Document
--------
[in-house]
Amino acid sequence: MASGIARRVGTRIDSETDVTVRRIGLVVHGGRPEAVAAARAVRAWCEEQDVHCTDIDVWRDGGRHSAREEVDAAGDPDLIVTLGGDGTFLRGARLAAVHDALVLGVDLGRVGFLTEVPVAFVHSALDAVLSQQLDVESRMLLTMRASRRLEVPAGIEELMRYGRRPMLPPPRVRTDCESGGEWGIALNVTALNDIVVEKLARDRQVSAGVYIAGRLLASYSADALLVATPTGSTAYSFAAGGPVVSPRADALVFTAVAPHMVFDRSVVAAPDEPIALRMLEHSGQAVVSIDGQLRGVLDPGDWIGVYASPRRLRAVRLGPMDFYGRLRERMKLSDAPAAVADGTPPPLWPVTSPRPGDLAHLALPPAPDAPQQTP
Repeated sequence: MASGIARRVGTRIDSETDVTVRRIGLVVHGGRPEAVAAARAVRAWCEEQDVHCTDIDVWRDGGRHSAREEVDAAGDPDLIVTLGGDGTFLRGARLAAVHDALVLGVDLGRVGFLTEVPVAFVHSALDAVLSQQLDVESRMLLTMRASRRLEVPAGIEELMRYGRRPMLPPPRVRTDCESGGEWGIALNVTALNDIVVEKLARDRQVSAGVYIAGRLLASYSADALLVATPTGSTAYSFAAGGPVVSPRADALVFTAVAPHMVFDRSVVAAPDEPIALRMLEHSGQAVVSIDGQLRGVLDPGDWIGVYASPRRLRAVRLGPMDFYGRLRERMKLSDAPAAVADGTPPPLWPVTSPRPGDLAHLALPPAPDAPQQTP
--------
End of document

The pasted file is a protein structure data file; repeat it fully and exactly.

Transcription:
[in-house]
Amino acid sequence: MASGIARRVGTRIDSETDVTVRRIGLVVHGGRPEAVAAARAVRAWCEEQDVHCTDIDVWRDGGRHSAREEVDAAGDPDLIVTLGGDGTFLRGARLAAVHDALVLGVDLGRVGFLTEVPVAFVHSALDAVLSQQLDVESRMLLTMRASRRLEVPAGIEELMRYGRRPMLPPPRVRTDCESGGEWGIALNVTALNDIVVEKLARDRQVSAGVYIAGRLLASYSADALLVATPTGSTAYSFAAGGPVVSPRADALVFTAVAPHMVFDRSVVAAPDEPIALRMLEHSGQAVVSIDGQLRGVLDPGDWIGVYASPRRLRAVRLGPMDFYGRLRERMKLSDAPAAVADGTPPPLWPVTSPRPGDLAHLALPPAPDAPQQTP
Repeated sequence: MASGIARRVGTRIDSETDVTVRRIGLVVHGGRPEAVAAARAVRAWCEEQDVHCTDIDVWRDGGRHSAREEVDAAGDPDLIVTLGGDGTFLRGARLAAVHDALVLGVDLGRVGFLTEVPVAFVHSALDAVLSQQLDVESRMLLTMRASRRLEVPAGIEELMRYGRRPMLPPPRVRTDCESGGEWGIALNVTALNDIVVEKLARDRQVSAGVYIAGRLLASYSADALLVATPTGSTAYSFAAGGPVVSPRADALVFTAVAPHMVFDRSVVAAPDEPIALRMLEHSGQAVVSIDGQLRGVLDPGDWIGVYASPRRLRAVRLGPMDFYGRLRERMKLSDAPAAVADGTPPPLWPVTSPRPGDLAHLALPPAPDAPQQTP